Our brand new feature for 2020. Here is a write up of a quickfire interview with Abby Hannah, International Business Development Manager at Stedfast Inc. This interview touches on valuable advice , young people in the fire industry and the importance of the FIA.

29 April 2020 by Adam Richardson, Business Liaison

 

Fireside Chat with Abby Hannah

Fireside Chat hosted at Informa London HQ

My name is Abby Hannah and I am the International Business Development Manager for Stedfast Inc. My job provides me with opportunities to travel the world and also meet many new and interesting people. I am passionate and focused on providing the best technology to the fire industry.

How have you been affected by COVID-19?

  • The ongoing crisis of COVID-19 has created many limitations on my usual business running. As a company, we have re-introduced our medical range for isolation gowns and drapes amongst others in order to support our customers who are now making medical equipment rather than fire equipment. Many of our products protect from viruses and blood borne pathogens and therefore are crucial in the fight against coronavirus. We are lucky in the fact we are seen as essential due to supplying the fire service, military and now medical sector. Our customers/end-users are vital during this time and therefore their personal protective equipment must continue to be supplied.

Personal Questions

  • Do you have any pets?

Yes my family have a Lhasa apso whose name is Oscar and he is about 14 years old and still going strong – he has been my childhood dog.

  • What’s your favourite movie of all time?

The Holiday with Jude Law and Cameron Diaz. It's a winter Christmas love story and is my favourite only because it came out when I was about 12. If I had to choose a more meaningful one it would be Schindler's List.

  • Describe yourself as a teenager in 3 words?

Confident, mature and probably annoying

  • What is your biggest pet peeve/hate?

Slow walkers – definitely the reason I couldn’t live in London

  •  If you could be from any other decade (or era), which would it be and why?

It would probably be the 20s as I like jazz music, and would love to go to Gatsby-esque parties and drive those kinds of cars.

  • If you weren’t in the fire industry – what would you be doing and why?

After university I had no idea, I was thinking do I want to be a teacher or accountant or do I want to be an astronaut. I would probably be working for a pharmaceutical company in a similar sales role. I feel like they are similar jobs in a few ways as you're working in-directly to help people for the better.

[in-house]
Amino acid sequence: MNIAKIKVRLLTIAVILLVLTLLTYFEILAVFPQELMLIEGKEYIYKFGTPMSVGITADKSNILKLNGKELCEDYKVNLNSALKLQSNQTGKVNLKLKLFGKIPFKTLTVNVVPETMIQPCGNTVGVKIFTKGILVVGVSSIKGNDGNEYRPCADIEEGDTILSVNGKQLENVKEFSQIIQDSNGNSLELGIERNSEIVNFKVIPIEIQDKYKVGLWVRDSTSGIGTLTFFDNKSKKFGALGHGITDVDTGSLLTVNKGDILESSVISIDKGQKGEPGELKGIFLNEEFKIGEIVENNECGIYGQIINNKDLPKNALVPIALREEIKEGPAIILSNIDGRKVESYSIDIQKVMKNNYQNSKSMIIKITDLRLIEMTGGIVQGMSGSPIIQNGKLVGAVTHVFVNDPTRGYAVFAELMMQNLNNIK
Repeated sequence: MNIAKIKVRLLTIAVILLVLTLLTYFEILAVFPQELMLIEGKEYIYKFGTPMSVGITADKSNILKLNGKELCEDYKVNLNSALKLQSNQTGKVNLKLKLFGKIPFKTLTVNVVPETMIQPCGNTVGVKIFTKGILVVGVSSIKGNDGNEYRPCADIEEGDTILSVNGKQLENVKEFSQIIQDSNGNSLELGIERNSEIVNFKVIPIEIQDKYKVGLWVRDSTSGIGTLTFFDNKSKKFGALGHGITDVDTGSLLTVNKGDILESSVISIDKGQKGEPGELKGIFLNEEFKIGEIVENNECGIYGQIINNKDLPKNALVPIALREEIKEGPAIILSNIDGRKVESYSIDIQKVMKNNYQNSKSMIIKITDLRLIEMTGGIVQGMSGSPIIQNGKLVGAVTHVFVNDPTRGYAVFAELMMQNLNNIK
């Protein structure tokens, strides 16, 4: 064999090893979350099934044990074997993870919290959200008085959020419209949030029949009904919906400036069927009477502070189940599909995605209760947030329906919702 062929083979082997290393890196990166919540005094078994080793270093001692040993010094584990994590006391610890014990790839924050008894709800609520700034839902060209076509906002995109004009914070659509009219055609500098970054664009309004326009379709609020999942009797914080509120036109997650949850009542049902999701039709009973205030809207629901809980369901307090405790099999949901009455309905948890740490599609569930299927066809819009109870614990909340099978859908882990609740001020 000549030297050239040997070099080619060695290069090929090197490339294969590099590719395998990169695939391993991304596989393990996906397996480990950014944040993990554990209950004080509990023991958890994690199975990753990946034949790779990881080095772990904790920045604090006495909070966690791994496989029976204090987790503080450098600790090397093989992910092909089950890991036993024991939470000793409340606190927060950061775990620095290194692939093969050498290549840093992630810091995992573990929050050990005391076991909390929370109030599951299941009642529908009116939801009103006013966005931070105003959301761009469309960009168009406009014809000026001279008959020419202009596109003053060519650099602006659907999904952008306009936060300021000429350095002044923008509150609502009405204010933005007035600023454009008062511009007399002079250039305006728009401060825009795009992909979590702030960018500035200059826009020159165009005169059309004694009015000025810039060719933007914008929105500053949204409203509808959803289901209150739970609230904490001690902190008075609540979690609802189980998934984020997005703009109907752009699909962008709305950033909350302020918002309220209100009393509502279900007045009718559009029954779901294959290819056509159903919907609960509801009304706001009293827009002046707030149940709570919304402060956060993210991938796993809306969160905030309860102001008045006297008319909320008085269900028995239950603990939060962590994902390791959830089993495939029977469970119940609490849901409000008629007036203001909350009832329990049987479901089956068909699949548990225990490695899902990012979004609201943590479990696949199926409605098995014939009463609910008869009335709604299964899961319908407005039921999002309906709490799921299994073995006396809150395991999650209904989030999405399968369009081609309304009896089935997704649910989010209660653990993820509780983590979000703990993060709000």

• What’s on your Spotify or iTunes?

I'm not a massive music person, I tend to listen to new music and an acoustic version of songs. I mainly listen to music when I'm travelling with my job or in the gym so  I need something that's quite relaxing or with heavy beats. I'm a pretty big fan of Radio 1 Live Lounge.

  • If you could have any three people (dead or alive) over for dinner – who would they be?

First and foremost, would be the Queen because I've recently watched the Crown on Netflix and I'm intrigued by the monarchy. Also, in school, I was taught pre-1940s history and not a lot after World War II which is basically her reign. Secondly, Dale Carnegie, he has a whole series of great books that are really relevant for me in my job. These books were really helpful for me when I started in the industry as a young female. They helped me to take things a bit slower and also to not take things too personally. The final person to attend would be Hitler due to my fascination with World War II, which was springboarded by time spent working Camp America where I met Jewish families of people who fled to America from Europe during the war.

  • What two things would you take to a Desert Island?

On this question, I don’t know whether to think intelligently and do my company proud and say I would take a bottle that filters water and a book - alternatively I could easily just say two bottles of Gin.

  • Name a book, movie or tv show that has positively shaped you and why?